If family camping trips are in your future, a two-burner propane stove is probably what you’re looking for.

The fact that these kinds of stoves run on propane makes them very convenient. Propane is a liquefied petroleum gas that is easily found all over the U.S. and a number of other countries.

A consumer can purchase propane in a variety of vessels, including small canisters that are easily portable, and large tanks that will last for quite a while.

cooking meals outdoors
Photo by Uriel Mont/Pexels

Efficient and Durable

Two-burner propane stoves are fairly reliable options that perform well in average conditions. A 100% propane canister will burn much faster and less efficiently in extreme cold. (We will talk about better options for extreme temperatures a little later.)

These stoves are also rather durable. They are typically made out of strong materials such as steel. However, the durability and large size of two-burner stoves come at a price: weight.

This category of camping stove typically weighs ten pounds or more, making it a less-than-ideal option for lugging around on your back. They are better suited for car camping or camping spots that don’t require much walking.

Pros of Propane

  • Typically has two burners
  • Excels at feeding large groups of people
  • Runs on readily available propane tanks
  • Durable and fairly reliable

Cons of Propane

  • Not ideal for extreme temperatures
  • Weight adds up quickly
  • Only a good option for car camping and/or front-country camping

The Best Two-Burner Camping Stove: Camp Chef Everest 2X

camp chef cooking stove
Image via Camp Chef
Camp Chef Everest 2 Burner Stove
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05/18/2024 03:20 pm GMT

Honorable Mention: Coleman 2-in-1 Grill and Stove

Coleman Camping Propane Grill Stove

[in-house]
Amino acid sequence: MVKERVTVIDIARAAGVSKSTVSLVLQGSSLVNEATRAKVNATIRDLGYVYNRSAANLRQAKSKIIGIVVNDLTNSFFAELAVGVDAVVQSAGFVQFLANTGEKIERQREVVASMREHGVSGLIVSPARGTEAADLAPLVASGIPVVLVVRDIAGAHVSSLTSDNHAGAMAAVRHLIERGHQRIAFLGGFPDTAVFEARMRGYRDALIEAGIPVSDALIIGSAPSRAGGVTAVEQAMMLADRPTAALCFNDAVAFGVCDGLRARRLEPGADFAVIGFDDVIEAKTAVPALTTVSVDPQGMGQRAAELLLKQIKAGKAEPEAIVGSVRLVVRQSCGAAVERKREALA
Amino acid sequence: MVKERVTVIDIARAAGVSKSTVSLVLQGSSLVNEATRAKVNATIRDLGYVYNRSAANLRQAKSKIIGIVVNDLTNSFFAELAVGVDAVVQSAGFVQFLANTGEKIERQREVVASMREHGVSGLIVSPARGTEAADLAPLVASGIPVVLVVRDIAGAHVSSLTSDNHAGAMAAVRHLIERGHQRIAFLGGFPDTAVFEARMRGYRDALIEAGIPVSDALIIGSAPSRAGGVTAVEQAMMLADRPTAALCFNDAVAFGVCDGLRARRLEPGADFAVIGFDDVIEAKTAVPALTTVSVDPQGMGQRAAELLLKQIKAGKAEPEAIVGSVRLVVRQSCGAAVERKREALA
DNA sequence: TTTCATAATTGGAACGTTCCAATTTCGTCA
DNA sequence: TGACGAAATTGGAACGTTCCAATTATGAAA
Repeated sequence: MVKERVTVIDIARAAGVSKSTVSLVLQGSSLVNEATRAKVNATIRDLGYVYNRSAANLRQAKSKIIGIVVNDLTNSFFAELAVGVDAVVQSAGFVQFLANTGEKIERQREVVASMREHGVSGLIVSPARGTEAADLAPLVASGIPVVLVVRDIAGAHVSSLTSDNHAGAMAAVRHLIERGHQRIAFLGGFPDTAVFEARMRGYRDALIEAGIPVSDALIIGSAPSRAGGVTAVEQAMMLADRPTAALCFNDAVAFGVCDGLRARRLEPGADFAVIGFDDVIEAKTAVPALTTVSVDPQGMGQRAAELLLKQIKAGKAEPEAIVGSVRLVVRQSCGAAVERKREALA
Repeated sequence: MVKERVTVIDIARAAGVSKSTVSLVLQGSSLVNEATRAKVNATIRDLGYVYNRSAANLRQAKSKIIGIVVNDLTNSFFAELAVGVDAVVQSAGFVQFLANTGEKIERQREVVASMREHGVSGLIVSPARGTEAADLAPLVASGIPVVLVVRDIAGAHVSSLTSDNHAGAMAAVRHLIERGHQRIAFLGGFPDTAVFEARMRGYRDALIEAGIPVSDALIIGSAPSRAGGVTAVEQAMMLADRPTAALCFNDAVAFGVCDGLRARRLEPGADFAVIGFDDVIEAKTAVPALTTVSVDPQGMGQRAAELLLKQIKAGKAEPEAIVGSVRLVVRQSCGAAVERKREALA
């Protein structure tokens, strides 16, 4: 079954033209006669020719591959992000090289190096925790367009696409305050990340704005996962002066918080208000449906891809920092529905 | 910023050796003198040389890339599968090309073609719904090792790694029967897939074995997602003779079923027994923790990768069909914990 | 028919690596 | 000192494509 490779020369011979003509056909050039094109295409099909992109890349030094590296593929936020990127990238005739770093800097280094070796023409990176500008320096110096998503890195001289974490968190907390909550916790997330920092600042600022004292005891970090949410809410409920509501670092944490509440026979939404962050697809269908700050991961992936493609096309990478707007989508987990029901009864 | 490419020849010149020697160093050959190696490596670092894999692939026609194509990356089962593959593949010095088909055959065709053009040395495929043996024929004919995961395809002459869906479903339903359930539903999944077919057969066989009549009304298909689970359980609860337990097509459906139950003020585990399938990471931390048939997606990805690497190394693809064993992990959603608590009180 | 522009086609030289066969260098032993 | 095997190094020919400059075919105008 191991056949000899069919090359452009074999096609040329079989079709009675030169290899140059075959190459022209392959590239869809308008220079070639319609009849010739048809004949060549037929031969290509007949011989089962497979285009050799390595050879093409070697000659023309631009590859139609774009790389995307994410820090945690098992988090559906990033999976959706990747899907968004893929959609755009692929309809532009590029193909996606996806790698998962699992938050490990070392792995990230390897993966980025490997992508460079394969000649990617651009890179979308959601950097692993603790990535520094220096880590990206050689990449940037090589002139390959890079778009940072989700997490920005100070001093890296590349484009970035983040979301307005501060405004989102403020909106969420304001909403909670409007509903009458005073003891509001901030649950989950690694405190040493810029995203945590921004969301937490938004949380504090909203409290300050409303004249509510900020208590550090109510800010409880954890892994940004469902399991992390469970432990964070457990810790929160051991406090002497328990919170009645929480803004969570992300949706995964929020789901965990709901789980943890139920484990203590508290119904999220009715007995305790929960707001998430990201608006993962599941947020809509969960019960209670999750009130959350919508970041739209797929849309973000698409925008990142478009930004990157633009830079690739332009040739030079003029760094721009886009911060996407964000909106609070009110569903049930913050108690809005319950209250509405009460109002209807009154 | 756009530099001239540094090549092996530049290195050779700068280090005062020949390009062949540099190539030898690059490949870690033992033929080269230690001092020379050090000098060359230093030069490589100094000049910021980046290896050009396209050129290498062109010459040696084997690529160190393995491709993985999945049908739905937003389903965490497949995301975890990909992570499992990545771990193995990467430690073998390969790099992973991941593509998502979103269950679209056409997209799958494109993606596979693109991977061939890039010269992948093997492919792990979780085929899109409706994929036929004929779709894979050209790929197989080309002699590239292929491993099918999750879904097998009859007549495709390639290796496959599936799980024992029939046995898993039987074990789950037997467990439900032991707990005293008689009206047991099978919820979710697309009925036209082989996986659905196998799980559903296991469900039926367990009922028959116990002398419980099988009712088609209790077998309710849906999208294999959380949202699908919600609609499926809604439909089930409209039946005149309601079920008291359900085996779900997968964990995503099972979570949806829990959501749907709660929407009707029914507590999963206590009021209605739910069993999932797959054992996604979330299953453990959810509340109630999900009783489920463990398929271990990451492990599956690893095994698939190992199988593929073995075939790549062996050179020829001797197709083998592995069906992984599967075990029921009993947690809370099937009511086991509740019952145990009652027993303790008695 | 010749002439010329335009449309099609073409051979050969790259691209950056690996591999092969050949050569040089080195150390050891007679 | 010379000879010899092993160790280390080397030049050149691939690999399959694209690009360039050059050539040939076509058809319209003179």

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05/20/2024 04:45 am GMT

Related Reading: TREKKN Review of Coleman Camping Grill Stove

2. Canister Stoves

Moving more into the world of backpacking stoves, canister stoves are often considered the best all-around stoves. Canister stoves are typically small and lightweight, making them ideal for fast and light backpacking trips.

Canister Stoves

Compact and lightweight, canister stoves are a popular choice for solo backpackers.

There are minimal components, which allows you to enjoy some extra space in your backpack!

Unlike the front-country propane camping stoves above, canister stoves will not be very useful or efficient if you are planning to cook large quantities of food for a group greater than two people.

Small and Compact

Since they only have a single burner and employ the use of small pressurized isobutane-propane canisters, the design of these stoves caters more to solo backpackers (or a group of two).

best stoves for outdoor cooking
Photo by Vanessa Garcia/Pexels

This category of stove is incredibly simple to operate. No priming is required for a canister stove to light; simply turn the valve open and hold a flame over the top of it.

The valve allows the output flame to be controlled easily, which makes simmering an available option. Having the ability to efficiently burn your fuel via the control valve is great for backpackers looking to do more than just boil water.

The “canister stove” category holds a plethora of designs that excel at different things.

For example, integrated canister systems are a burner-pot combo that is attached to each other and have built-in windscreens. This can be a very useful perk, particularly in exposed camping spots like on top of a mountain. Other designs focus more on weighing as little/being as small as possible.